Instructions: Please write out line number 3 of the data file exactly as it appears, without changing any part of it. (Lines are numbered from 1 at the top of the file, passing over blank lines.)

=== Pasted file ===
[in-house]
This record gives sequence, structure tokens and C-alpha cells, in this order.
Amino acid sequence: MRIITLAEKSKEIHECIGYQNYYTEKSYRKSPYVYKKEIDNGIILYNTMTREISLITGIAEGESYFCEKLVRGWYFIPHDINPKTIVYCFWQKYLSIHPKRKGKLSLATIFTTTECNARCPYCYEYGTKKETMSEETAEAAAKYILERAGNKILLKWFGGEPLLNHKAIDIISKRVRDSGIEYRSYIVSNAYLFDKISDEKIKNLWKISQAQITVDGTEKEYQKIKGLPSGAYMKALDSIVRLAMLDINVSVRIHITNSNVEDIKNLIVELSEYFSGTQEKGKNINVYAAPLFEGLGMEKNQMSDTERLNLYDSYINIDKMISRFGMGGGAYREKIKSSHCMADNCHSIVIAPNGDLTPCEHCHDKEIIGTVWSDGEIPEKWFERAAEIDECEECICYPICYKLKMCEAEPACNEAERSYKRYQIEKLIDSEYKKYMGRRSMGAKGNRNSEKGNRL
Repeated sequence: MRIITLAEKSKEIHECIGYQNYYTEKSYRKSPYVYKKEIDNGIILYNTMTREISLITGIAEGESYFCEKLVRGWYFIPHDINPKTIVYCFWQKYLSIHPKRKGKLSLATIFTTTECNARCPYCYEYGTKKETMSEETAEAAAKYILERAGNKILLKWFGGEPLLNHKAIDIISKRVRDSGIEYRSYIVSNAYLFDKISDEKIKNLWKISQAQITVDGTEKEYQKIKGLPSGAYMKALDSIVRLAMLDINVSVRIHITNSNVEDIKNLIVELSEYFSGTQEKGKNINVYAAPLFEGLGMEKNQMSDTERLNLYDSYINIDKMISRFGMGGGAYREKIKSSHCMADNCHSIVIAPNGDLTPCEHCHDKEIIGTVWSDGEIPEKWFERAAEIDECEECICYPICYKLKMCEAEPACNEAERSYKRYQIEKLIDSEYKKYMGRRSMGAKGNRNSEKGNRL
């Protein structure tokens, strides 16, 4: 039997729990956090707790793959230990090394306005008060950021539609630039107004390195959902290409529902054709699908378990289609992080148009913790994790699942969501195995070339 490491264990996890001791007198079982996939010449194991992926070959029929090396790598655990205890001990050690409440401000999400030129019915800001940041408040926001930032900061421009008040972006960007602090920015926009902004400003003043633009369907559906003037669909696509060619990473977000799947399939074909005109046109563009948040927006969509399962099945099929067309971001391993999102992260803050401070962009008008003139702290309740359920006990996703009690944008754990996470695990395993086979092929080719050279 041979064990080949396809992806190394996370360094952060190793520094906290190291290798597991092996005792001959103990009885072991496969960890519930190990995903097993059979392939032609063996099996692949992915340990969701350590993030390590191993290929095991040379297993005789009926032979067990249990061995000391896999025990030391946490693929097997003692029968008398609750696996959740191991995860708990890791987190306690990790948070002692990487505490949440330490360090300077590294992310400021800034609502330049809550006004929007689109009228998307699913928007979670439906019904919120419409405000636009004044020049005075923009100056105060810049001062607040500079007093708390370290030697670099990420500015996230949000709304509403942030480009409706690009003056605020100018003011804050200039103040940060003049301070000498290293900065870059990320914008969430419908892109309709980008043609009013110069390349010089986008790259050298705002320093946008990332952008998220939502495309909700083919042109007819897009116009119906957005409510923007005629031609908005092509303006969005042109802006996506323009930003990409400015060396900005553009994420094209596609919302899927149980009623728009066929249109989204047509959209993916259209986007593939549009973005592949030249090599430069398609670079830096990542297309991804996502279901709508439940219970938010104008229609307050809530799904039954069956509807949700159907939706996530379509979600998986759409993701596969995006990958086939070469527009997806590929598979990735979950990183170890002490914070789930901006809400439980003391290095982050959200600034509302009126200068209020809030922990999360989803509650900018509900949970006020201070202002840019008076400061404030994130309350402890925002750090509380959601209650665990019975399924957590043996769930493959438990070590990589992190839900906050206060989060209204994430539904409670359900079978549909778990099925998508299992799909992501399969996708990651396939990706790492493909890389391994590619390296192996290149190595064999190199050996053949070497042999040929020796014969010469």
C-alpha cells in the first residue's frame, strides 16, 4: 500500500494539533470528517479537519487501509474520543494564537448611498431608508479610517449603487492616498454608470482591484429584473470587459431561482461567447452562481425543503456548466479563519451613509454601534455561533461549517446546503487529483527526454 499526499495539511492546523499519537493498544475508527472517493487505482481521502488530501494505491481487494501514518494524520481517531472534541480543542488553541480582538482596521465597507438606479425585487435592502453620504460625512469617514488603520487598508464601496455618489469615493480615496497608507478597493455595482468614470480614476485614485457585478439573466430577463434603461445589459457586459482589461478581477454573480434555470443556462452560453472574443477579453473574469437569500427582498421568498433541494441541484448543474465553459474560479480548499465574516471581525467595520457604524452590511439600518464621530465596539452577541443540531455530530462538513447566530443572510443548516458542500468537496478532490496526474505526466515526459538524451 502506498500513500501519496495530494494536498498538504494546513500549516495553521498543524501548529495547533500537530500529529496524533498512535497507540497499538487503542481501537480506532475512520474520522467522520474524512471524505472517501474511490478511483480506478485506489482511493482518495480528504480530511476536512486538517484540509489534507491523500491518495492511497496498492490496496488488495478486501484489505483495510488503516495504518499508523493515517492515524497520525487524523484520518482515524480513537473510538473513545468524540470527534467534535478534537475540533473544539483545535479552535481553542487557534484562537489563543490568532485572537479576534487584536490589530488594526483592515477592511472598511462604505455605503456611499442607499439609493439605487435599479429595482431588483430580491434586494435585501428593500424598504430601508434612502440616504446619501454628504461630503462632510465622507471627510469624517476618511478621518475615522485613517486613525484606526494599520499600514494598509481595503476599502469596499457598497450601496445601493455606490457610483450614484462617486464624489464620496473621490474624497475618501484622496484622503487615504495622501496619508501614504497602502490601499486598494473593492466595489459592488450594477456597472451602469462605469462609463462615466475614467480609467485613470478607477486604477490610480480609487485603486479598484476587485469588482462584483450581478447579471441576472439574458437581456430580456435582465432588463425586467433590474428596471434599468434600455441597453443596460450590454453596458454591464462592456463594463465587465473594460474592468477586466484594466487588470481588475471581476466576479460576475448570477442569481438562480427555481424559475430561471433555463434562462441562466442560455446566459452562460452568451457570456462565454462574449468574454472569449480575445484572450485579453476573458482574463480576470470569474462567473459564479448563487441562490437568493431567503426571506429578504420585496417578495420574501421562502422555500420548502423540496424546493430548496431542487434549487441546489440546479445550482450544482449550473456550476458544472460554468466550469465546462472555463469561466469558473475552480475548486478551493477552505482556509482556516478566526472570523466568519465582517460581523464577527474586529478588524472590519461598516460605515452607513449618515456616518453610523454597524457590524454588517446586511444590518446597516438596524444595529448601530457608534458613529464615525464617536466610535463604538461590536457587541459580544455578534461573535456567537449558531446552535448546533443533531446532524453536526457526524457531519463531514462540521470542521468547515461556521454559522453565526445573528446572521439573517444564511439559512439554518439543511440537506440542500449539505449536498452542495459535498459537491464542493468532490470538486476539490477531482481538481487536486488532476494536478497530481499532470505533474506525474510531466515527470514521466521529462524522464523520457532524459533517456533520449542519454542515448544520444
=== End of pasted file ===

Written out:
Amino acid sequence: MRIITLAEKSKEIHECIGYQNYYTEKSYRKSPYVYKKEIDNGIILYNTMTREISLITGIAEGESYFCEKLVRGWYFIPHDINPKTIVYCFWQKYLSIHPKRKGKLSLATIFTTTECNARCPYCYEYGTKKETMSEETAEAAAKYILERAGNKILLKWFGGEPLLNHKAIDIISKRVRDSGIEYRSYIVSNAYLFDKISDEKIKNLWKISQAQITVDGTEKEYQKIKGLPSGAYMKALDSIVRLAMLDINVSVRIHITNSNVEDIKNLIVELSEYFSGTQEKGKNINVYAAPLFEGLGMEKNQMSDTERLNLYDSYINIDKMISRFGMGGGAYREKIKSSHCMADNCHSIVIAPNGDLTPCEHCHDKEIIGTVWSDGEIPEKWFERAAEIDECEECICYPICYKLKMCEAEPACNEAERSYKRYQIEKLIDSEYKKYMGRRSMGAKGNRNSEKGNRL